Natural Alternatives to Sugar

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Human beings naturally crave sweetness. High-glucose foods give quick energy, but that energy is short-lived and calorie dense. The debate about the safety of no-calorie synthetic sugar alternatives, like aspartame and saccharin, has raged for decades. If you want to sweeten your coffee, tea or desserts, there are natural alternatives, both no-calorie and those that contain similar calories to sugar, but are derived closer to the food source.

Stevia: Not New

The most recent addition to natural sugar alternatives is stevia, a no-calorie sweetener derived from a sweet-leaf plant. Stevia leaves have been used for more than 1,500 years by the Guarini Indians of Paraguay and were introduced to Europe by M.S. Bertoni in 1899, according to Jeremy Likness in "The Sugar-Coated Truth." It is approved for use by diabetics, even though it is 300 times sweeter than sugar.

Honey, Maple Syrup, Molasses

The most prevalent natural sweeteners containing similar calories to sugar are honey, maple syrup and molasses. Honey has about the same calories as sugar but is sweeter so you may be able to use less. Pure maple syrup, derived from tree sap, has a rich flavor for cooking and the benefit of iron and other micronutrients. Molasses is a sweet dark syrup derived from the processing of the grain sorghum. It can also add a deep, rich flavor to coffee.

Agave Nectar

Agave nectar is also much sweeter than sugar, so you can use less. However, with renewed interest in tequilas, also derived from agave, there has been an increased demand, so try to find an organic brand that promotes sustainable farming. Other less widely available natural sweeteners include brown rice syrup, barley malt syrup and evaporated cane juice. High fructose corn syrup is derived from hydrolyzed cornstarch and though technically "natural," it is not generally considered a healthy sugar alternative.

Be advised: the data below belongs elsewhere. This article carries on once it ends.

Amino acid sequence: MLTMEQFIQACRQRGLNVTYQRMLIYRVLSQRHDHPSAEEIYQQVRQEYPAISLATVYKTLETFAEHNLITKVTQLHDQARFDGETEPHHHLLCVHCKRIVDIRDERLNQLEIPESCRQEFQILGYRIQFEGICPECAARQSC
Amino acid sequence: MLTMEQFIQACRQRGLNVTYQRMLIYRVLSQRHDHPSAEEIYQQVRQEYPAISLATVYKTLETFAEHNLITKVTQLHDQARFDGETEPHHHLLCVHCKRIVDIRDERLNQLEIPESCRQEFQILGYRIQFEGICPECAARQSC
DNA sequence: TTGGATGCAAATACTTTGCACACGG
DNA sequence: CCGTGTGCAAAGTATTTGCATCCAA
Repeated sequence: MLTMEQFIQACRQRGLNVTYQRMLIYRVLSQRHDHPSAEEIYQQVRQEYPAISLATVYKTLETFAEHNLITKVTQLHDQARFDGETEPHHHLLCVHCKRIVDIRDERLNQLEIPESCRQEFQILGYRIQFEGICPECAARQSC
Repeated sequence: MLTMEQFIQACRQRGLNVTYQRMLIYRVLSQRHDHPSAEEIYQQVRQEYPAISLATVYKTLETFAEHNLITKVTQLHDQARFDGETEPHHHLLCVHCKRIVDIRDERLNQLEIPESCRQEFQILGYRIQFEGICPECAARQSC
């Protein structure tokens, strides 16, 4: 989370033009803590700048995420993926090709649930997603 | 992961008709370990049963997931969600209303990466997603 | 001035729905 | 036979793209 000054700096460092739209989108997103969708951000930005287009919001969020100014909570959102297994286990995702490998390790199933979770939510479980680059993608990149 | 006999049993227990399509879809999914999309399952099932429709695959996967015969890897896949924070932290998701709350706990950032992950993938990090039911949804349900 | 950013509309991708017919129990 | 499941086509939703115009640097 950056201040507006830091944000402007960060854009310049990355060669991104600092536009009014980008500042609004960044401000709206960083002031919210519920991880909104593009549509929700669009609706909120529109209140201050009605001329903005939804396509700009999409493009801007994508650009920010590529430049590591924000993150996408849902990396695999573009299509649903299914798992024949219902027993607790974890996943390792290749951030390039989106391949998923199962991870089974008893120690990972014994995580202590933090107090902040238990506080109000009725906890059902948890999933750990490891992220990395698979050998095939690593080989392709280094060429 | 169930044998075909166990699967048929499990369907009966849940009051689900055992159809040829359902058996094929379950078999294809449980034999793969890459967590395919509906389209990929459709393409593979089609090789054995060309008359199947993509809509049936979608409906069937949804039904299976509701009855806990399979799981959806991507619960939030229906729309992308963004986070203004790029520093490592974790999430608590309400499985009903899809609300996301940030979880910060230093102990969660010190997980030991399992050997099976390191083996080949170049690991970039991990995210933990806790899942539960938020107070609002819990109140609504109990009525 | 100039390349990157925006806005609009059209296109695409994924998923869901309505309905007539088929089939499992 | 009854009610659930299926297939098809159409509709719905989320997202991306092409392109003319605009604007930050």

Keywords: sugar substitutes, natural sugar, sugar alternatives

About this Author

Kathleen Gasior has five years of experience as an editor, reporter and columnist for a chain of weekly newspapers in Northern New Jersey including the Warren Reporter, Phillipsburg Free Press, and Belvidere News. She has been writing for 30 years. Gasior has a Bachelor of Social Work from Monmouth University and 25 years field experience. Gasior is also trained in cosmetology.

Photo by: JupiterImages

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